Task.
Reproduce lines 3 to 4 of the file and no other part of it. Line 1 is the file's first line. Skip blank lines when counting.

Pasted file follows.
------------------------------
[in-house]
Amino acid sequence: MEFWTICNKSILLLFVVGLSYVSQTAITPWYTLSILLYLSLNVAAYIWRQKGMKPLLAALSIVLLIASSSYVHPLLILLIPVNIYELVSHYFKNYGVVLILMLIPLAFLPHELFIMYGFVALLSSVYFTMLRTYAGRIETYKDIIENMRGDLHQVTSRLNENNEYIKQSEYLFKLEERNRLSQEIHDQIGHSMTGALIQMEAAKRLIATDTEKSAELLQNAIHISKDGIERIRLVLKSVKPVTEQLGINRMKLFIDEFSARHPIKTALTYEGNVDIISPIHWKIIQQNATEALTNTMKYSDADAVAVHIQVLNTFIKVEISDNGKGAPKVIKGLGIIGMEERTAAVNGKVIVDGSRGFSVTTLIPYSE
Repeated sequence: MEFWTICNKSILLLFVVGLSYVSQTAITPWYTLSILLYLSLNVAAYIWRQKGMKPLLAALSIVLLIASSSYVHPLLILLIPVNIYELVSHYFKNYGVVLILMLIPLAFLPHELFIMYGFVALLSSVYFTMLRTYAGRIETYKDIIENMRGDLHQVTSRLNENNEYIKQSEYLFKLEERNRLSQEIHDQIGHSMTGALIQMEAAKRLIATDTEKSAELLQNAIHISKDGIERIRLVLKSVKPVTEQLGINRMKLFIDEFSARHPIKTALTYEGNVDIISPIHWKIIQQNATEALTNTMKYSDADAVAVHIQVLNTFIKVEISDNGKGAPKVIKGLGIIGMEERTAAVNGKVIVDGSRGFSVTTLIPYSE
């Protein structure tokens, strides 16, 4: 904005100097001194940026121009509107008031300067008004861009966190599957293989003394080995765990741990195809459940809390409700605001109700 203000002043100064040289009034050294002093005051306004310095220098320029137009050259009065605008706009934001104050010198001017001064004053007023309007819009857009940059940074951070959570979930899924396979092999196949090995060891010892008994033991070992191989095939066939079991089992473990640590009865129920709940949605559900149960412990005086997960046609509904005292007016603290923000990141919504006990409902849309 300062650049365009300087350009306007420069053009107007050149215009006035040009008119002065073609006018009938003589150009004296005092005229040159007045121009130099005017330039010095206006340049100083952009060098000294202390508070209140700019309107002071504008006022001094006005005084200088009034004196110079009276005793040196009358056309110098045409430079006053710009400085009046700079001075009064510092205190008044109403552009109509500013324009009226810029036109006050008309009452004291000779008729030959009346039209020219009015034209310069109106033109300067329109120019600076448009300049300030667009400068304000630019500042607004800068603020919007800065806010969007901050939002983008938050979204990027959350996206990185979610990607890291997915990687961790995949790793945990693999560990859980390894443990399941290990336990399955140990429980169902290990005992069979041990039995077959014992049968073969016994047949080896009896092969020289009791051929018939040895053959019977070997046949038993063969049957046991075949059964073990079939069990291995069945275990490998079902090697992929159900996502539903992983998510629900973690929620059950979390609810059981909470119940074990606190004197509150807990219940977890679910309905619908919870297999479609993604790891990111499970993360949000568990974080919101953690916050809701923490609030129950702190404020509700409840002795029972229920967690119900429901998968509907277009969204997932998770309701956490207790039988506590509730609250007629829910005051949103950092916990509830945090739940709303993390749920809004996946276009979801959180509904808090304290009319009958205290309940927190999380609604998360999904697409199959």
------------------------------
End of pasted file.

Repeated sequence: MEFWTICNKSILLLFVVGLSYVSQTAITPWYTLSILLYLSLNVAAYIWRQKGMKPLLAALSIVLLIASSSYVHPLLILLIPVNIYELVSHYFKNYGVVLILMLIPLAFLPHELFIMYGFVALLSSVYFTMLRTYAGRIETYKDIIENMRGDLHQVTSRLNENNEYIKQSEYLFKLEERNRLSQEIHDQIGHSMTGALIQMEAAKRLIATDTEKSAELLQNAIHISKDGIERIRLVLKSVKPVTEQLGINRMKLFIDEFSARHPIKTALTYEGNVDIISPIHWKIIQQNATEALTNTMKYSDADAVAVHIQVLNTFIKVEISDNGKGAPKVIKGLGIIGMEERTAAVNGKVIVDGSRGFSVTTLIPYSE
């Protein structure tokens, strides 16, 4: 904005100097001194940026121009509107008031300067008004861009966190599957293989003394080995765990741990195809459940809390409700605001109700 203000002043100064040289009034050294002093005051306004310095220098320029137009050259009065605008706009934001104050010198001017001064004053007023309007819009857009940059940074951070959570979930899924396979092999196949090995060891010892008994033991070992191989095939066939079991089992473990640590009865129920709940949605559900149960412990005086997960046609509904005292007016603290923000990141919504006990409902849309 300062650049365009300087350009306007420069053009107007050149215009006035040009008119002065073609006018009938003589150009004296005092005229040159007045121009130099005017330039010095206006340049100083952009060098000294202390508070209140700019309107002071504008006022001094006005005084200088009034004196110079009276005793040196009358056309110098045409430079006053710009400085009046700079001075009064510092205190008044109403552009109509500013324009009226810029036109006050008309009452004291000779008729030959009346039209020219009015034209310069109106033109300067329109120019600076448009300049300030667009400068304000630019500042607004800068603020919007800065806010969007901050939002983008938050979204990027959350996206990185979610990607890291997915990687961790995949790793945990693999560990859980390894443990399941290990336990399955140990429980169902290990005992069979041990039995077959014992049968073969016994047949080896009896092969020289009791051929018939040895053959019977070997046949038993063969049957046991075949059964073990079939069990291995069945275990490998079902090697992929159900996502539903992983998510629900973690929620059950979390609810059981909470119940074990606190004197509150807990219940977890679910309905619908919870297999479609993604790891990111499970993360949000568990974080919101953690916050809701923490609030129950702190404020509700409840002795029972229920967690119900429901998968509907277009969204997932998770309701956490207790039988506590509730609250007629829910005051949103950092916990509830945090739940709303993390749920809004996946276009979801959180509904808090304290009319009958205290309940927190999380609604998360999904697409199959």